Drought Hastens End Of Central Texas Hydropower

Drought Hastens End Of Central Texas Hydropower

March 10, 2014 • 10:15AM

The years-long drought in Central Texas could eventually snuff out a renewable power source that fueled the regions early growth: hydropower. Faced with dwindling water supplies, the Lower Colorado River Authority (LCRA), which supplies water and energy to much of Central Texas, is limiting downstream water releases for activities such as rice farming.

A Texas Tribune piece in today’s New York Times reports that the changes have shrunk the amount of electricity the agency generates from its six Colorado River dams. Hydroelectricity now makes up only 6% of the LCRA’s energy portfolio, a mix of coal, natural gas, and the Greenies’ windmills.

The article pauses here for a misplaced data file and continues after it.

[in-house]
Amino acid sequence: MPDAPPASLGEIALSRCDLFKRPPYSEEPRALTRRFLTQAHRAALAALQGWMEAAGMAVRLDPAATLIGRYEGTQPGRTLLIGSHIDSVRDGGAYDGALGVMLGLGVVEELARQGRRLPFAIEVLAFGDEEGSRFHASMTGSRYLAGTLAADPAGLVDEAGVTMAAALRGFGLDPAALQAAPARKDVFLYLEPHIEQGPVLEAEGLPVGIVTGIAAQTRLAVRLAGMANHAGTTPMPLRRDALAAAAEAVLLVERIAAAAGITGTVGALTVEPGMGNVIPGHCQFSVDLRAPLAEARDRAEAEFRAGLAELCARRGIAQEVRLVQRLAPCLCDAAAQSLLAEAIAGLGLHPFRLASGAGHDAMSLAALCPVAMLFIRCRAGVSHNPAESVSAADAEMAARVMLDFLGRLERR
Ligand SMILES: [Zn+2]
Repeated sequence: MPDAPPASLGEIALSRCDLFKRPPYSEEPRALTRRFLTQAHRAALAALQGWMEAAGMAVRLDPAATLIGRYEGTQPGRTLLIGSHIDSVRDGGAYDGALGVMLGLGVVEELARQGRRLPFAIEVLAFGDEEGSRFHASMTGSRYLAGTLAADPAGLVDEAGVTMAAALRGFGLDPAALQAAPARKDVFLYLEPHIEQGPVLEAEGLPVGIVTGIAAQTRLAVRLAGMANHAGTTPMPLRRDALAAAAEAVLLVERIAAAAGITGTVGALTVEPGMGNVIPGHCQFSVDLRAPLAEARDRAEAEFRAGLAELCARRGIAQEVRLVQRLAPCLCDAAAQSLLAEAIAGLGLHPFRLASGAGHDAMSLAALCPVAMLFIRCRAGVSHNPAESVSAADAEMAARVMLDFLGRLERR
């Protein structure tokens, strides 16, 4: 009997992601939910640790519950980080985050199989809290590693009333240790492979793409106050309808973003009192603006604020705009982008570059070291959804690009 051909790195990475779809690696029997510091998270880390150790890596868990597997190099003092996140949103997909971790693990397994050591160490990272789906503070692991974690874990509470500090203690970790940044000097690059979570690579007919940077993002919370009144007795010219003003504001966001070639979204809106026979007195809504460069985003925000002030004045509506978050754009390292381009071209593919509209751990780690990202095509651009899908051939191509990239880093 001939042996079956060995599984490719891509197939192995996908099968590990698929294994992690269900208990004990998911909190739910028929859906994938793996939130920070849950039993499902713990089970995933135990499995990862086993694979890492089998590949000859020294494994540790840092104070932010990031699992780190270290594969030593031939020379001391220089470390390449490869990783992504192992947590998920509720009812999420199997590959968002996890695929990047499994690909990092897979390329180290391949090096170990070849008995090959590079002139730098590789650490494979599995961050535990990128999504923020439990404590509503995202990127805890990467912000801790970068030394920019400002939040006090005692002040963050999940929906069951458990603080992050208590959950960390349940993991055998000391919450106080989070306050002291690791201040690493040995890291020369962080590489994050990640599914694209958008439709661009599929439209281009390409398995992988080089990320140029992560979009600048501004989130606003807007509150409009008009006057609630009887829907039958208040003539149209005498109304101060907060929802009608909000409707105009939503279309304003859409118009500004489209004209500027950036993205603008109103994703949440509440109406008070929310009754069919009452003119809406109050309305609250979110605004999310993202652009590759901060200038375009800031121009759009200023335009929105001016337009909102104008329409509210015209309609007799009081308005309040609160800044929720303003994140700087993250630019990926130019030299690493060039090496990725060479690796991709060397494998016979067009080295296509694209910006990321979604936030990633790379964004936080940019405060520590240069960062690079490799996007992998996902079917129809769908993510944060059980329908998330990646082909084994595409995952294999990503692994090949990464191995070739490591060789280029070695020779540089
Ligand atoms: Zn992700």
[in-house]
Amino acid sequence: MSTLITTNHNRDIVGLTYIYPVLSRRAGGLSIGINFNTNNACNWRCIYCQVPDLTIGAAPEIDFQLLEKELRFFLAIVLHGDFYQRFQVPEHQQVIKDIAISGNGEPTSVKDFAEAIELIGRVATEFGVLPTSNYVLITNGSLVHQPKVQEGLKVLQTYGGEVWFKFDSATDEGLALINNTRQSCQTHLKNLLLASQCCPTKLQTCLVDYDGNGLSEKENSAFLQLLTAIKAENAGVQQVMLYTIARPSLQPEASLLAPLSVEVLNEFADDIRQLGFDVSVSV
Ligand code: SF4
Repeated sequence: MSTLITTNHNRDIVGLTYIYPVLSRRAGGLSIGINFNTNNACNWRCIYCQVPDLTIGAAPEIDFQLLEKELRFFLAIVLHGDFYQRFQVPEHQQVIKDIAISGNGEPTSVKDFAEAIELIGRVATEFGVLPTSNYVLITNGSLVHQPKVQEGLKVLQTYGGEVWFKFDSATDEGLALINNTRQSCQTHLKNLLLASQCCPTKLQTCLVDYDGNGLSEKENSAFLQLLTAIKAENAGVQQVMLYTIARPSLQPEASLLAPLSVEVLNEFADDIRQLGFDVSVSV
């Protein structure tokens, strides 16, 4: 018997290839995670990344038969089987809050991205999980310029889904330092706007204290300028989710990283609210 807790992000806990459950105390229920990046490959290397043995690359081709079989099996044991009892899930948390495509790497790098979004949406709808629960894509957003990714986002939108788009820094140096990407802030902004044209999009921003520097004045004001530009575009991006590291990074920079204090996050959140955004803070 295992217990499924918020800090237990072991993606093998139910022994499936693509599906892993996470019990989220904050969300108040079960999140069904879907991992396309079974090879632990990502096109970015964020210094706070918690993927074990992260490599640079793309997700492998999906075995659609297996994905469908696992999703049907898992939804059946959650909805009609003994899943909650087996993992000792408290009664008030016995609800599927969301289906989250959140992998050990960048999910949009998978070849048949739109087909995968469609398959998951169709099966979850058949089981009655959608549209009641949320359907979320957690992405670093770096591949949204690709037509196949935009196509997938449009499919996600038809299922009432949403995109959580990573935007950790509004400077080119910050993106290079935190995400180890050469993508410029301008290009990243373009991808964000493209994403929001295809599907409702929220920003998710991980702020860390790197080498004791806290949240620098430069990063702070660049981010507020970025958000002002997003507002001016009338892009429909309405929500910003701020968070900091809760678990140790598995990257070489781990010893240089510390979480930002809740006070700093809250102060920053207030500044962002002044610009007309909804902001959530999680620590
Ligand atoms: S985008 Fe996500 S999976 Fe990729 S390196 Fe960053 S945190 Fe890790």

The end of hydroelectricity in the region would close the book on a fuel source that played a major role in the history of Central Texas and the creation of the LCRA, whose dams make up about 40% of the state’s hydropower capacity.

Until the mid-1960s, the agency generated most of its electricity from its Colorado River dams, before the region’s growth outpaced the generators’ capacity, forcing the LCRA to build other power plants.

The agency now generates about a third of the hydropower it did in 2011, the last year that most rice farmers received Colorado River water. If the drought persists, said Ryan Rowney, executive manager of water operations at the LCRA, water levels could, within several years, fall below levels needed to turn the agency’s hydropower generators.

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